A Labor Department proposal to repeal a Clinton-era regulation permitting states to use unemployment trust funds to offer paid parental leave would short-circuit several states' efforts to try the experiment.

In an announcement hailed by business groups, the department said last week that the deteriorating financial condition of many state unemployment funds made it essential to repeal the regulation to "protect the integrity" of the funds. At the end of last year, 28 states had minimal reserves in their unemployment trust funds, and at least six have trust fund balances so low they may need to borrow money from the federal government, the Labor statement said.

"Our first priority is to help laid-off workers and their families," added Emily Stover DeRocco, assistant secretary of labor for employment and training.

"Diverting money from unemployed workers and giving it to parents who take a voluntary leave of absence would have slashed holes in an important safety net for workers," Randel Johnson, the U.S. Chamber of Commerce's vice president for labor policy, said in a statement.

In 16 states, including Maryland, lawmakers had drafted legislation to use the unemployment funds to provide several months of income to workers who become parents. Four other states had commissioned studies to determine if the programs could be used in this way without endangering their trust funds.

"They are yanking it from us," said Florida state Sen. Debbie Wasserman-Schultz, a Democrat who had introduced such legislation in Florida, where she said it had gained bipartisan support. "They obviously don't think paid family leave is important."

Monica Halas, a senior attorney with Greater Boston Legal Services, said she was "very disappointed" with the Bush administration decision, noting that the Massachusetts legislature had approved using the funds for maternity leaves in 2000, although the governor vetoed the bill.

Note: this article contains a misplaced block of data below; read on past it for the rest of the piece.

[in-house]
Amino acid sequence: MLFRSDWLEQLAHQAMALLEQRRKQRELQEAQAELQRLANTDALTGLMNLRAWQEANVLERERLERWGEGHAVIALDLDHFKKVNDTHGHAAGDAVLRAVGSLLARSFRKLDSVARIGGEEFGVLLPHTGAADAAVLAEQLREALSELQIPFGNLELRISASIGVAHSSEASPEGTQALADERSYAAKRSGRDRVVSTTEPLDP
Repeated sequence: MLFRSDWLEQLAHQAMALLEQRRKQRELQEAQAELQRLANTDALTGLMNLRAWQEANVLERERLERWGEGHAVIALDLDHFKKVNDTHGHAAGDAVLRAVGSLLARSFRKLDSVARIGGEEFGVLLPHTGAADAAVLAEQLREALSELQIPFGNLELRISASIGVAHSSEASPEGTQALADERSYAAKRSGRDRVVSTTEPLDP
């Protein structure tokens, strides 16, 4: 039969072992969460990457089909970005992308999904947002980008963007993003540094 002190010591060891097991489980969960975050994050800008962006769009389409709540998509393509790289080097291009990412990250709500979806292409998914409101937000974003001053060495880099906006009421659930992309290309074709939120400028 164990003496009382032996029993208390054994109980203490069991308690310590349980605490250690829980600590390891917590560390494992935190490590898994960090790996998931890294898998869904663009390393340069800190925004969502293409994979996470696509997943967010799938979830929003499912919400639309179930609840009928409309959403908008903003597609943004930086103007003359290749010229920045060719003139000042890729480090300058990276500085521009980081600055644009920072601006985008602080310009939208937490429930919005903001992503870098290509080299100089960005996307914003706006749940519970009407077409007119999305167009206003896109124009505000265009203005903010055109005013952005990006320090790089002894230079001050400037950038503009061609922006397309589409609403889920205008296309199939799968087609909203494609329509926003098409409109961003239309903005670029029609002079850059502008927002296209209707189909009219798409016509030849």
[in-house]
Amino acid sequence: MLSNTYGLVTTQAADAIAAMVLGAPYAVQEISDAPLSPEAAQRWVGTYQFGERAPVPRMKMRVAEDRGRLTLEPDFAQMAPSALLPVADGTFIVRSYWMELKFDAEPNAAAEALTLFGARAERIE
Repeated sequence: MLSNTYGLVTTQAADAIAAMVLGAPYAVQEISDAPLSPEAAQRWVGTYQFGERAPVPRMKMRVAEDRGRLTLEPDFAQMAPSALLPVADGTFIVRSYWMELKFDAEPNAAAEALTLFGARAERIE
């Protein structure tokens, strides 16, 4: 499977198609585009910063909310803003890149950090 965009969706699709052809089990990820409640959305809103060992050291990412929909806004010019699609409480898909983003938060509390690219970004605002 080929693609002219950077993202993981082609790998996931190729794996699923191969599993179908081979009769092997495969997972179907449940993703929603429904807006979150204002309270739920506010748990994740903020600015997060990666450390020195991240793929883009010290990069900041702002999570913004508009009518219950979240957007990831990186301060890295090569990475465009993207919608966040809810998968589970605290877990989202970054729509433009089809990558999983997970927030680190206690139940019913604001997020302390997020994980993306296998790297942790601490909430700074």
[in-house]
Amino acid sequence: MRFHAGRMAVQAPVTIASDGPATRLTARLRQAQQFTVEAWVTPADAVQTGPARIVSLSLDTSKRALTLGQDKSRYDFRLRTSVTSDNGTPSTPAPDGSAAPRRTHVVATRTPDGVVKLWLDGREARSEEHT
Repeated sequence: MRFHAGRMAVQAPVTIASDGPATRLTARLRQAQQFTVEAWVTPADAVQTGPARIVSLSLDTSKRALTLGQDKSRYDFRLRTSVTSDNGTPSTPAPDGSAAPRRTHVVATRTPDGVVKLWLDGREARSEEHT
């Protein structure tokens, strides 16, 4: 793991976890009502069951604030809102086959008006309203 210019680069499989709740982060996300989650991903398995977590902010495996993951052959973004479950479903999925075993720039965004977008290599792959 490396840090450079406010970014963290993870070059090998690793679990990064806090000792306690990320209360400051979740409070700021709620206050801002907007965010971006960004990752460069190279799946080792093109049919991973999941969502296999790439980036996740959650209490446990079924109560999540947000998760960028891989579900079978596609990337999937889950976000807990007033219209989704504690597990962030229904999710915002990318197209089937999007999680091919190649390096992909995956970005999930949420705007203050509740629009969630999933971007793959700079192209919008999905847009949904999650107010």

The United States is one of only two industrialized countries, along with Australia, that does not offer paid maternity leaves to parents. Until July, New Zealand was the third such country. In July, New Zealand began providing working mothers with 12 weeks of paid parental leave if they have worked for the same employer for one year or more. It applies to all women who either deliver or adopt a baby and who work at least 10 hours a week.

The Labor Department during the Clinton administration issued the rule, known as "baby unemployment insurance," in 2000. It permitted states to use their unemployment trust funds to offer partial wage replacement for parents taking leave to care for newborn or newly adopted infants. The 1930s law that created the unemployment program gave states flexibility in deciding who would receive benefits and how much they would get, but limited its use to workers who lose their jobs.

In announcing the repeal, Labor's DeRocco noted that no state had enacted legislation to allow the jobless funds to be used for parental leave.

Some child care advocates said it often takes two to three years for state legislatures to enact new programs. "We'll be strongly opposing this," said Judith L. Lichtman, president of the National Partnership for Women & Families, a nonprofit advocacy group that supports paid parental leave for working parents.

The comment period runs until Feb. 3.